As usual, no one person is to blame. Human history looks like a series of bumbling accidents. The metric system originated in France and was adopted during the Revolution. The Anglo-Saxon countries, including the United States, wanted nothing to do with any project nurtured by wild-haired regicides, and stayed with weights and measures going back to the Middle Ages. By the time we were able to look at it rationally, it was too late. There was too large an investment in machinery built in English units for us to scrap. Of course, machinery does wear out and can be replaced by freshly designed equipment, but skilled mechanics last somewhat longer, and they are used to thinking in inches rather than centimeters. To them a centimeter is only an intellectual concept, with no "feel." It would take many years to train our labor force into new habits, and meanwhile work would be slowed down. ("Micrometer reads 10.493 cm., now how many inches is that?") The long-range saving in time and effort would be worth the trouble, but mankind isn't noted for thinking very far ahead.
The European continent was fortunate. It had less industry in the Eighteenth Century than England, so the changeover was easier. Even so, it was not made overnight; the process was only finished two or three generations ago. Some people, like the Germans, helped matters along by slapping a special tax on everything not built or sold in the new measurements.
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Vestiges of the old system linger on. I have seen them in action. It is required by law in Denmark that groceries be sold by metric units; but it happens that half a kilo is approximately one pound. So the Danes still go to the store and ask for a pound of butter, receiving 0.5 kilogram.
Ironically, the United States is officially on the metric system. An Act of Congress in the last century created legal definitions of our English units in metric terms. But that's no help in everyday life,
Let's glance at the metric system and see what it actually is. Everybody knows that the meter was defined as a fraction of the Earth's circumference and that the gram is supposed to be the mass (not weight) of one cubic centimeter of water at four degrees Centigrade, the point of maximum density. But these are not the true definitions. After all, the eighteenth-century measurements were not too precise; any physical unit is subject to change as measuring techniques improve. Strictly speaking, the meter is the distance between two parallel scratches on a metal bar kept at a controlled temperature in Sevres, France. The International Standard Kilogram is, likewise the mass of a particular material object stored in the same vaults.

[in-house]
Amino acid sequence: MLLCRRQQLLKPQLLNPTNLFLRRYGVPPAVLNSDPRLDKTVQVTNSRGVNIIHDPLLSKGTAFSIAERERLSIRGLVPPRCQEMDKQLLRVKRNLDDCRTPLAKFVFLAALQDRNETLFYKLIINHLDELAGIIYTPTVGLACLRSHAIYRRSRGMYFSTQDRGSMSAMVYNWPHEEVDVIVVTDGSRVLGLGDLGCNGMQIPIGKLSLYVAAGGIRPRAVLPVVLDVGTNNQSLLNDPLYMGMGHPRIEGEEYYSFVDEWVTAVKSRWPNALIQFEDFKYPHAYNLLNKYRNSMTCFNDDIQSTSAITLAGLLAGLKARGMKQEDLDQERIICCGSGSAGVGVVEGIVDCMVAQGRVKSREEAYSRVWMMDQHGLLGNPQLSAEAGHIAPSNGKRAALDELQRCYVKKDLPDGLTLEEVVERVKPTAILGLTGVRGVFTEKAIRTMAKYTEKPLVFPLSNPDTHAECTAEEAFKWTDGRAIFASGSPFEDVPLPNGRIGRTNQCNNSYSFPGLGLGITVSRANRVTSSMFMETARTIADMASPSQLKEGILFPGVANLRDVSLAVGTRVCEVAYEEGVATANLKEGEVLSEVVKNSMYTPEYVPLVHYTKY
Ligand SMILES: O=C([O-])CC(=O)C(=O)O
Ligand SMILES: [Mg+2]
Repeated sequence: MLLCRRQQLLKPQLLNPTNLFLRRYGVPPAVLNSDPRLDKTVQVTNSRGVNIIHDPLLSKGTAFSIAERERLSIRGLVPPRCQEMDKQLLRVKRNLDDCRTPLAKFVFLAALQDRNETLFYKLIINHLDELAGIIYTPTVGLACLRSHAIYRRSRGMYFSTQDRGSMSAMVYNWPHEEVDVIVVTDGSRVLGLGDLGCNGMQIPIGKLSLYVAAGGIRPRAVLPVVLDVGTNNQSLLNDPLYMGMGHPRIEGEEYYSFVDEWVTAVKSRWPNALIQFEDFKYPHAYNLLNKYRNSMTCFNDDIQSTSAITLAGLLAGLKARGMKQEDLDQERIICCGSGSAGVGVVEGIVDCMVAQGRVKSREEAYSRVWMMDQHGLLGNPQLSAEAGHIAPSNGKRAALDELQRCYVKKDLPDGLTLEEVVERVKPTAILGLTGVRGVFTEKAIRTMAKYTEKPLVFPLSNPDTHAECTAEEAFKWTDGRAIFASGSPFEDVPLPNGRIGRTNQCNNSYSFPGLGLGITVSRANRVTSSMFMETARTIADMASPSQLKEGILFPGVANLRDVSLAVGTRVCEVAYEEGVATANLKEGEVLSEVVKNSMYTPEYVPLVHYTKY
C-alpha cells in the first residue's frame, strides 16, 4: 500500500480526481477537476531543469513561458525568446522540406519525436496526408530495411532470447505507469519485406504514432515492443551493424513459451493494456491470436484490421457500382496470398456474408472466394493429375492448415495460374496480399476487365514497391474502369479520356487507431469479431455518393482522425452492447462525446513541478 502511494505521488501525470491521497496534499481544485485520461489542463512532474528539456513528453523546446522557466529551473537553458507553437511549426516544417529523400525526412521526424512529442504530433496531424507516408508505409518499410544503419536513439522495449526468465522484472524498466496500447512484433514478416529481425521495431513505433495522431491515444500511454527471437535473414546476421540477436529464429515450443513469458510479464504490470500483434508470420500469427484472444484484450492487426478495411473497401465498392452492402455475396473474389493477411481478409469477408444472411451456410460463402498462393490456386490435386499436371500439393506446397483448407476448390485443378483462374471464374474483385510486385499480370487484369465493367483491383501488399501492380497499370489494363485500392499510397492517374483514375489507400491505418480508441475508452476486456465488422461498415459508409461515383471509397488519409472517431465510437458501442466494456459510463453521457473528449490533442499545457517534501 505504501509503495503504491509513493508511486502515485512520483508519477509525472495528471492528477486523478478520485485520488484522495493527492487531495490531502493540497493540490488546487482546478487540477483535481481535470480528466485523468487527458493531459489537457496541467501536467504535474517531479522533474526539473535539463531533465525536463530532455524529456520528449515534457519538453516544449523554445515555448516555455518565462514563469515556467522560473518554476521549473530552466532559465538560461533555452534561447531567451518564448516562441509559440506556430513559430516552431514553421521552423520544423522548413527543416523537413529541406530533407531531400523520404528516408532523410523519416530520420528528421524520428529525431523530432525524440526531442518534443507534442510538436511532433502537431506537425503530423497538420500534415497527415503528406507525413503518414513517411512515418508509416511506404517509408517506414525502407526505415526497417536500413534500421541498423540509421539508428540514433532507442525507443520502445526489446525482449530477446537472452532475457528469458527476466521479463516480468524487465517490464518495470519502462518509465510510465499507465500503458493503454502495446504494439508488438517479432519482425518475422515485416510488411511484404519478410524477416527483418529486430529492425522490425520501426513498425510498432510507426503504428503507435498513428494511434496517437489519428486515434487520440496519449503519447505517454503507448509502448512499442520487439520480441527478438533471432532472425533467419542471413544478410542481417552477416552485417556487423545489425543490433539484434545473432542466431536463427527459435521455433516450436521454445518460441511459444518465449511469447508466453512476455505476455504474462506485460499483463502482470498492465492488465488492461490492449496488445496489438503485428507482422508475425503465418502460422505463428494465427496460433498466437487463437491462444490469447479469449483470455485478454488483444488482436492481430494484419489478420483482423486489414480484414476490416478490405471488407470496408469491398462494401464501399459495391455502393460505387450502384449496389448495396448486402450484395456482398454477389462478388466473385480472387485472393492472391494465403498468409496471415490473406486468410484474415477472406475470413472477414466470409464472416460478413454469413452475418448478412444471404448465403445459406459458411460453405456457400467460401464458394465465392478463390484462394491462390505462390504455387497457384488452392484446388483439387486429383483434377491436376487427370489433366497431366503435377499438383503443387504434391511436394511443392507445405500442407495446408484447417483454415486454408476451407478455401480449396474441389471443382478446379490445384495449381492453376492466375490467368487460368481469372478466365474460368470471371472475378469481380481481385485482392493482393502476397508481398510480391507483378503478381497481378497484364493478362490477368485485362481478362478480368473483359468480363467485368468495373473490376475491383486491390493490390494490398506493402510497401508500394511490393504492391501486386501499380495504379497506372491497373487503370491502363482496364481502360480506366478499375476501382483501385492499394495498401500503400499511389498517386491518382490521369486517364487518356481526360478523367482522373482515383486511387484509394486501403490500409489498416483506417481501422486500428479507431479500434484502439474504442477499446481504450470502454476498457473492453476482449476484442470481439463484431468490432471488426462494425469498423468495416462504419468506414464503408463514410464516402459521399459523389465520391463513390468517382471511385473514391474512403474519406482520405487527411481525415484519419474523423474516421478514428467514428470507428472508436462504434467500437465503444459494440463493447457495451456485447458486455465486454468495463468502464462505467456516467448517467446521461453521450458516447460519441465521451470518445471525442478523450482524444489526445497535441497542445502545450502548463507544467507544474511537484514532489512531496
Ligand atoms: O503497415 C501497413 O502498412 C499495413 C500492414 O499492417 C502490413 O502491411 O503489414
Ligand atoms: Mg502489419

Still - those scratches have a finite width. There is a certain range of error which is too great for the modern physicist, dealing as he does with quantities like one electron mass. There has been a proposal to re-define the meter in terms of the wave length of cadmium red light. A standard which cannot easily be lost, stolen, or tampered with. But then, on the other hand, maybe those theorists are right who hold that the wave lengths of all radiations are slowly changing -
The same problem arises in creating units of time - which, thank God, are the same all over the world, though divisions based on twelve are rather clumsy in a number system based on ten. We can define the second as a certain fraction of the Earth's rotation period; but this period fluctuates occasionally, a phenomenon called trepidation, and in any case is gradually increasing because of tidal drag.